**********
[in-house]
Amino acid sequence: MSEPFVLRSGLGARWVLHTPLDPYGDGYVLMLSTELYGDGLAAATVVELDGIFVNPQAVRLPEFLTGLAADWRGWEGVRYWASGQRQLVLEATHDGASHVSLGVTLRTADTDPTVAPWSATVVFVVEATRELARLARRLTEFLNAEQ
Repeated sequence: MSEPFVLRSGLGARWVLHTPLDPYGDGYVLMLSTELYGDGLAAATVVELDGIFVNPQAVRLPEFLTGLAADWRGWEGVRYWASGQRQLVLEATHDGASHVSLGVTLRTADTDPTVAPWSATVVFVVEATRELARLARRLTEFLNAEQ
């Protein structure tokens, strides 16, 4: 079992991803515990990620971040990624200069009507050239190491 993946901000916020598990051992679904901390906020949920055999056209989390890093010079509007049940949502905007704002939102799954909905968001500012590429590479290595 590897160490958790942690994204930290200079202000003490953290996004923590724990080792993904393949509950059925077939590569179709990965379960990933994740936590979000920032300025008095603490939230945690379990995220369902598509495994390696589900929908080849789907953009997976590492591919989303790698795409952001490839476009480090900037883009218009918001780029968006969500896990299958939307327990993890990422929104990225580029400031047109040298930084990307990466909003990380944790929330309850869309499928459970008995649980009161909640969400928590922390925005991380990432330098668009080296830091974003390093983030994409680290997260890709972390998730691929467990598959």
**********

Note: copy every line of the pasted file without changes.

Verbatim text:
[in-house]
Amino acid sequence: MSEPFVLRSGLGARWVLHTPLDPYGDGYVLMLSTELYGDGLAAATVVELDGIFVNPQAVRLPEFLTGLAADWRGWEGVRYWASGQRQLVLEATHDGASHVSLGVTLRTADTDPTVAPWSATVVFVVEATRELARLARRLTEFLNAEQ
Repeated sequence: MSEPFVLRSGLGARWVLHTPLDPYGDGYVLMLSTELYGDGLAAATVVELDGIFVNPQAVRLPEFLTGLAADWRGWEGVRYWASGQRQLVLEATHDGASHVSLGVTLRTADTDPTVAPWSATVVFVVEATRELARLARRLTEFLNAEQ
């Protein structure tokens, strides 16, 4: 079992991803515990990620971040990624200069009507050239190491 993946901000916020598990051992679904901390906020949920055999056209989390890093010079509007049940949502905007704002939102799954909905968001500012590429590479290595 590897160490958790942690994204930290200079202000003490953290996004923590724990080792993904393949509950059925077939590569179709990965379960990933994740936590979000920032300025008095603490939230945690379990995220369902598509495994390696589900929908080849789907953009997976590492591919989303790698795409952001490839476009480090900037883009218009918001780029968006969500896990299958939307327990993890990422929104990225580029400031047109040298930084990307990466909003990380944790929330309850869309499928459970008995649980009161909640969400928590922390925005991380990432330098668009080296830091974003390093983030994409680290997260890709972390998730691929467990598959």